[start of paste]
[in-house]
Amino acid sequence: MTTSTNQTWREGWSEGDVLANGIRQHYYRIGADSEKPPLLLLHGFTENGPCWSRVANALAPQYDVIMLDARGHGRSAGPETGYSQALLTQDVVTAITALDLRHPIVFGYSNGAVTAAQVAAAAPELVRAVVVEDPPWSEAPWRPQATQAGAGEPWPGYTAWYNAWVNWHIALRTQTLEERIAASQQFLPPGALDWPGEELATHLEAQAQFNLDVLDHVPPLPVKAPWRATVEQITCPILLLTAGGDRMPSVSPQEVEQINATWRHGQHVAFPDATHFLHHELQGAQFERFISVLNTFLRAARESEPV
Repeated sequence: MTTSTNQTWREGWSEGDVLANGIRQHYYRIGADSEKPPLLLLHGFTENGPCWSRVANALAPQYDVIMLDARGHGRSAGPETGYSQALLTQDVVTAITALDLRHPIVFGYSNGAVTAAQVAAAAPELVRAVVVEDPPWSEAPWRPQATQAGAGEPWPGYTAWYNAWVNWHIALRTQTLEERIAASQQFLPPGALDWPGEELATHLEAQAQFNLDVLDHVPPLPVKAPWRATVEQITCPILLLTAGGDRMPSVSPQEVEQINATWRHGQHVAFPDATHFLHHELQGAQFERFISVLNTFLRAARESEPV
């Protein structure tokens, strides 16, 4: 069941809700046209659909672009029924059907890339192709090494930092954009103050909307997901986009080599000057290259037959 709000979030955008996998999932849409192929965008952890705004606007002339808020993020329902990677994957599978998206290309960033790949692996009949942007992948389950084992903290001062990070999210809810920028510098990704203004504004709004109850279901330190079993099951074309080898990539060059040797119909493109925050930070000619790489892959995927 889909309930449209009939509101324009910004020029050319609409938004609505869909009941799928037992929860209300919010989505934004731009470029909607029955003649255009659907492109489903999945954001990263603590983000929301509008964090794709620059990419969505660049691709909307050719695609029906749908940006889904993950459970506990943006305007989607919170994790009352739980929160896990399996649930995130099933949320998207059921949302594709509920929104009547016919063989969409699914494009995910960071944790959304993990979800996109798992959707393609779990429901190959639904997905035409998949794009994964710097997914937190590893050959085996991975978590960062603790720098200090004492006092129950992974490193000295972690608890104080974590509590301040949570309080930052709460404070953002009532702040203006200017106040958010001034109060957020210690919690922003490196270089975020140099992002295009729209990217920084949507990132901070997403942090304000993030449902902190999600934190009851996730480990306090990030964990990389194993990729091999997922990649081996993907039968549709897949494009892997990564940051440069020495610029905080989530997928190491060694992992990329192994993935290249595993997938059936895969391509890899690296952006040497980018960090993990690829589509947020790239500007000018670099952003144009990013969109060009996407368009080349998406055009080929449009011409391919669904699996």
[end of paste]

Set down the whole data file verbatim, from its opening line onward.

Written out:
[in-house]
Amino acid sequence: MTTSTNQTWREGWSEGDVLANGIRQHYYRIGADSEKPPLLLLHGFTENGPCWSRVANALAPQYDVIMLDARGHGRSAGPETGYSQALLTQDVVTAITALDLRHPIVFGYSNGAVTAAQVAAAAPELVRAVVVEDPPWSEAPWRPQATQAGAGEPWPGYTAWYNAWVNWHIALRTQTLEERIAASQQFLPPGALDWPGEELATHLEAQAQFNLDVLDHVPPLPVKAPWRATVEQITCPILLLTAGGDRMPSVSPQEVEQINATWRHGQHVAFPDATHFLHHELQGAQFERFISVLNTFLRAARESEPV
Repeated sequence: MTTSTNQTWREGWSEGDVLANGIRQHYYRIGADSEKPPLLLLHGFTENGPCWSRVANALAPQYDVIMLDARGHGRSAGPETGYSQALLTQDVVTAITALDLRHPIVFGYSNGAVTAAQVAAAAPELVRAVVVEDPPWSEAPWRPQATQAGAGEPWPGYTAWYNAWVNWHIALRTQTLEERIAASQQFLPPGALDWPGEELATHLEAQAQFNLDVLDHVPPLPVKAPWRATVEQITCPILLLTAGGDRMPSVSPQEVEQINATWRHGQHVAFPDATHFLHHELQGAQFERFISVLNTFLRAARESEPV
């Protein structure tokens, strides 16, 4: 069941809700046209659909672009029924059907890339192709090494930092954009103050909307997901986009080599000057290259037959 709000979030955008996998999932849409192929965008952890705004606007002339808020993020329902990677994957599978998206290309960033790949692996009949942007992948389950084992903290001062990070999210809810920028510098990704203004504004709004109850279901330190079993099951074309080898990539060059040797119909493109925050930070000619790489892959995927 889909309930449209009939509101324009910004020029050319609409938004609505869909009941799928037992929860209300919010989505934004731009470029909607029955003649255009659907492109489903999945954001990263603590983000929301509008964090794709620059990419969505660049691709909307050719695609029906749908940006889904993950459970506990943006305007989607919170994790009352739980929160896990399996649930995130099933949320998207059921949302594709509920929104009547016919063989969409699914494009995910960071944790959304993990979800996109798992959707393609779990429901190959639904997905035409998949794009994964710097997914937190590893050959085996991975978590960062603790720098200090004492006092129950992974490193000295972690608890104080974590509590301040949570309080930052709460404070953002009532702040203006200017106040958010001034109060957020210690919690922003490196270089975020140099992002295009729209990217920084949507990132901070997403942090304000993030449902902190999600934190009851996730480990306090990030964990990389194993990729091999997922990649081996993907039968549709897949494009892997990564940051440069020495610029905080989530997928190491060694992992990329192994993935290249595993997938059936895969391509890899690296952006040497980018960090993990690829589509947020790239500007000018670099952003144009990013969109060009996407368009080349998406055009080929449009011409391919669904699996």